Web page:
Whois is a widely used Internet record listing that identifies who owns a domain and how to get in contact with them. The Internet Corporation for Assigned Names and Numbers (ICANN) regulates domain name registration and ownership. Whois records have proven to be extremely useful and have developed into an essential resource for maintaining the integrity of the domain name registration and website ownership process.
A Whois record contains all of the contact information associated with the person, group, or company that registers a particular domain name. Typically, each Whois record will contain information such as the name and contact information of the Registrant (who owns the domain), the name and contact information of the registrar Registrar (the organization or commercial entity that registered the domain name), the registration dates, the name servers, the most recent update, and the expiration date. Whois records may also provide the administrative and technical contact information (which is often, but not always, the registrant).
There are two different data models for storing Whois resource information:
Thin Whois lookup only gives the registrar, name servers and registration dates. To acquire additional information, a secondary lookup at the registrar on file is necessary to attain full information on domain name ownership.
A thick Whois provides useful additional details beyond what is contained in a thin Whois record. Typically, the additional details contain contact (registrant, administrative, and technical) information. A lookup, then, will supply all the necessary information on who owns the domain, where it is registered, what name servers it uses, when it was registered and when it may expire.
It takes a lot of effort to track down Whois information given the large number of registrars and Whois servers out there. DISA makes it easy to find Whois information in one spot. Our Whois Lookup is a great place to start.
The purpose and value of the data in the Whois system has evolved in a number of ways over time including:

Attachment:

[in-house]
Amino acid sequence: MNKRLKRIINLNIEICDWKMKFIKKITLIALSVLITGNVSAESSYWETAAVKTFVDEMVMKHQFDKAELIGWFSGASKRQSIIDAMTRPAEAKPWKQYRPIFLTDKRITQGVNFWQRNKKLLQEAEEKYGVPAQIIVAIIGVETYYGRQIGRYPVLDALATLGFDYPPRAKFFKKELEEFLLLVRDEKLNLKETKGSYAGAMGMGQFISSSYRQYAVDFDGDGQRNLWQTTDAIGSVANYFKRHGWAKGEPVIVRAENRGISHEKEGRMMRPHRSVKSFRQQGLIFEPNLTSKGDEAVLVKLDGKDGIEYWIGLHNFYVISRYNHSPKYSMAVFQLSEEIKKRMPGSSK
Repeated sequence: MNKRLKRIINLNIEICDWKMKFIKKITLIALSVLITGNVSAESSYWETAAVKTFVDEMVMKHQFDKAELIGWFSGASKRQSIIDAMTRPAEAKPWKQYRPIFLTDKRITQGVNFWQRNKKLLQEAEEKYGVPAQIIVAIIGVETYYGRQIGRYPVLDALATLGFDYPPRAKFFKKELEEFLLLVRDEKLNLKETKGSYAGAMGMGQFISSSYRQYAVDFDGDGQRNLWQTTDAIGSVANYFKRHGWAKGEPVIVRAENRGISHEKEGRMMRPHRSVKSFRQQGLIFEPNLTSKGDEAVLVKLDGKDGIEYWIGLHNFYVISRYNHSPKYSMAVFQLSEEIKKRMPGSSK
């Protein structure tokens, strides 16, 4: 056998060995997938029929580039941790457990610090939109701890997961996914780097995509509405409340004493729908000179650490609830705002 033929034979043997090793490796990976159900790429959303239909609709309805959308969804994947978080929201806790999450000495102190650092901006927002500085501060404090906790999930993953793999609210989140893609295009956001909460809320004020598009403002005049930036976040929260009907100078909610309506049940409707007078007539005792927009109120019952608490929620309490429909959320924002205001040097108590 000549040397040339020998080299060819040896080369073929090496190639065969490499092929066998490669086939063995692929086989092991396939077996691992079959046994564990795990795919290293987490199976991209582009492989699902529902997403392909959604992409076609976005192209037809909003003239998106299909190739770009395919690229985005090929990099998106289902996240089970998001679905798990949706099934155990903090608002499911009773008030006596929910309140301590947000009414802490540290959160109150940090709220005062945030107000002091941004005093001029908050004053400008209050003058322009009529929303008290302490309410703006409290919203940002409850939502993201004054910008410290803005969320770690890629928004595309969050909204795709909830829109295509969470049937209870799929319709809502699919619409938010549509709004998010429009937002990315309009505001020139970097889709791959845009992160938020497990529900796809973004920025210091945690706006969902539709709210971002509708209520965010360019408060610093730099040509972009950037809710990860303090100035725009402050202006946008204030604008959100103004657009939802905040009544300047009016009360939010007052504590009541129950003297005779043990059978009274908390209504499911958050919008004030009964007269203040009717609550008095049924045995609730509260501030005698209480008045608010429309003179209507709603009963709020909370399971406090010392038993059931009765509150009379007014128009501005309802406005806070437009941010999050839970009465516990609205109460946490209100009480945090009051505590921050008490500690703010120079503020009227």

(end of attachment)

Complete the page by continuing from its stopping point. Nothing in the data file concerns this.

Reinforcing the stability and security of the Internet by providing network operators, computer incident response teams and ISPs with appropriate contacts
Regulating the registration status of domain names
Supporting law enforcement officials participating in national and international investigations.
Assisting in the battle against abusive uses of information communication technology, including illegal and other acts motivated by racial discrimination, violence, hatred, xenophobia, and related intolerance, any form of child abuse, child pornography, pedophilia, and exploitation of and trafficking in humans.
Supporting inquiries and necessary steps to carry out trademark clearances and to help expose intellectual property infringement, theft and misuse in accordance with applicable international treaties and national laws.
Helping businesses and other users and organizations in fighting fraud and safeguarding public interest
Upholding overall user confidence in the Internet as an efficient and reliable means of communication by helping users to identify which entities or persons are responsible for services and content online
Tracking down spam or malicious behaviorists
The information in a Whois record is initially provided when a domain name is registered. Over time, things change, and the information gets out of date. ICANN requires domain registrants have the ability to update their contact details. Each registrar has slightly different procedures for changing the information that appears on a Whois record. It generally involves accessing account information via the registrar's website, or via a call center representative. Whois record changes may take a period of time (often in the vicinity of 24 hours) to take effect. Having accurate, up-to-date Whois data makes it easier to contact a registrant or administrator.
It is important to note that there is no way to hide the existence of a domain registration since anyone can check Whois to confirm the status of a domain. The Internet Corporation for Assigned Names and Numbers (ICANN) requires that the contact information of those who own and manage a domain name to be made publicly available via Whois directories. This includes mailing addresses, phone numbers and email addresses.
Some domain registrars offer private registration services (also known as proxy services) in which the registrar's contact information is shown, and not that of the registrant. With this ''private registration'', the organization providing the domain privacy service is the domain registrant and contact. It is also important to note that even if domain privacy services are leveraged, it is not necessarily a guarantee of true anonymity. Registrars may be bound by law to release private information.
There are even a few privacy caveats with certain domain extensions, such as .us and .ca domains. As of March 2005, the National Telecommunications and Information Administration (NTIA) declared that all owners of .us domains will not have the option to privatize their information, and that it must be made publicly available. Beginning in June of 2008, the Canadian Internet Registration Authority no longer posted details of domain registrants associated with .ca domains. However, corporations and organizations are still required to publicize information.